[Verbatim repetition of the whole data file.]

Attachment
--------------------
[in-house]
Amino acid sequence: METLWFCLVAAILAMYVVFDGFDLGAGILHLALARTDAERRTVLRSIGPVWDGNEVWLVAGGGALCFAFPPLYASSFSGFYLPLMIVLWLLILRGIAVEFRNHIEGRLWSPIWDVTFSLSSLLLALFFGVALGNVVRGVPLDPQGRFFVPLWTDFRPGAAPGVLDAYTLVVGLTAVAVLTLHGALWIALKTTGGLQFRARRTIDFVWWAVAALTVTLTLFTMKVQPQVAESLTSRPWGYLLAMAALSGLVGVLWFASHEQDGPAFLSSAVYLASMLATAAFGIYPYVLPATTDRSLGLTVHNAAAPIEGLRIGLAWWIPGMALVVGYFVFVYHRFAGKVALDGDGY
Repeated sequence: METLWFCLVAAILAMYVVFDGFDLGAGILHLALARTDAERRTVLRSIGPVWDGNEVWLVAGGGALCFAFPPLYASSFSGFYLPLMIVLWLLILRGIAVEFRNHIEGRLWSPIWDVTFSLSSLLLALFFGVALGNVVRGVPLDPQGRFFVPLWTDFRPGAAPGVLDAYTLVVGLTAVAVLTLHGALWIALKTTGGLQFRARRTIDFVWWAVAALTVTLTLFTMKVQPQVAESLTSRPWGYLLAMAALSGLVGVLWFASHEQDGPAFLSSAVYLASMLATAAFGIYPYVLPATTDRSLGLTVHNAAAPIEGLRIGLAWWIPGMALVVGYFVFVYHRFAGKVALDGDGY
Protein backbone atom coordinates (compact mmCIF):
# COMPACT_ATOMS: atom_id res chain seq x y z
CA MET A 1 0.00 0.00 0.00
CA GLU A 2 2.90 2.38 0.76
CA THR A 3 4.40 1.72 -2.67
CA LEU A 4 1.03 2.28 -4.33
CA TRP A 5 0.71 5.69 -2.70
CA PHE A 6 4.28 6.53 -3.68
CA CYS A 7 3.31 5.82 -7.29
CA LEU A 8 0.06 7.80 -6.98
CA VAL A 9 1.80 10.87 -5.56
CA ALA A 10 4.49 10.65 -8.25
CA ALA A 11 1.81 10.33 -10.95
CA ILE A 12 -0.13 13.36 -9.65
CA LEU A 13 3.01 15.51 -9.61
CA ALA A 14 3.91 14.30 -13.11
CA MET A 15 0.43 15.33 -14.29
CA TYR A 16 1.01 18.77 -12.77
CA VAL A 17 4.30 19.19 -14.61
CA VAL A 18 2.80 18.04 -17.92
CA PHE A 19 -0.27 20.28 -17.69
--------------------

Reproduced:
[in-house]
Amino acid sequence: METLWFCLVAAILAMYVVFDGFDLGAGILHLALARTDAERRTVLRSIGPVWDGNEVWLVAGGGALCFAFPPLYASSFSGFYLPLMIVLWLLILRGIAVEFRNHIEGRLWSPIWDVTFSLSSLLLALFFGVALGNVVRGVPLDPQGRFFVPLWTDFRPGAAPGVLDAYTLVVGLTAVAVLTLHGALWIALKTTGGLQFRARRTIDFVWWAVAALTVTLTLFTMKVQPQVAESLTSRPWGYLLAMAALSGLVGVLWFASHEQDGPAFLSSAVYLASMLATAAFGIYPYVLPATTDRSLGLTVHNAAAPIEGLRIGLAWWIPGMALVVGYFVFVYHRFAGKVALDGDGY
Repeated sequence: METLWFCLVAAILAMYVVFDGFDLGAGILHLALARTDAERRTVLRSIGPVWDGNEVWLVAGGGALCFAFPPLYASSFSGFYLPLMIVLWLLILRGIAVEFRNHIEGRLWSPIWDVTFSLSSLLLALFFGVALGNVVRGVPLDPQGRFFVPLWTDFRPGAAPGVLDAYTLVVGLTAVAVLTLHGALWIALKTTGGLQFRARRTIDFVWWAVAALTVTLTLFTMKVQPQVAESLTSRPWGYLLAMAALSGLVGVLWFASHEQDGPAFLSSAVYLASMLATAAFGIYPYVLPATTDRSLGLTVHNAAAPIEGLRIGLAWWIPGMALVVGYFVFVYHRFAGKVALDGDGY
Protein backbone atom coordinates (compact mmCIF):
# COMPACT_ATOMS: atom_id res chain seq x y z
CA MET A 1 0.00 0.00 0.00
CA GLU A 2 2.90 2.38 0.76
CA THR A 3 4.40 1.72 -2.67
CA LEU A 4 1.03 2.28 -4.33
CA TRP A 5 0.71 5.69 -2.70
CA PHE A 6 4.28 6.53 -3.68
CA CYS A 7 3.31 5.82 -7.29
CA LEU A 8 0.06 7.80 -6.98
CA VAL A 9 1.80 10.87 -5.56
CA ALA A 10 4.49 10.65 -8.25
CA ALA A 11 1.81 10.33 -10.95
CA ILE A 12 -0.13 13.36 -9.65
CA LEU A 13 3.01 15.51 -9.61
CA ALA A 14 3.91 14.30 -13.11
CA MET A 15 0.43 15.33 -14.29
CA TYR A 16 1.01 18.77 -12.77
CA VAL A 17 4.30 19.19 -14.61
CA VAL A 18 2.80 18.04 -17.92
CA PHE A 19 -0.27 20.28 -17.69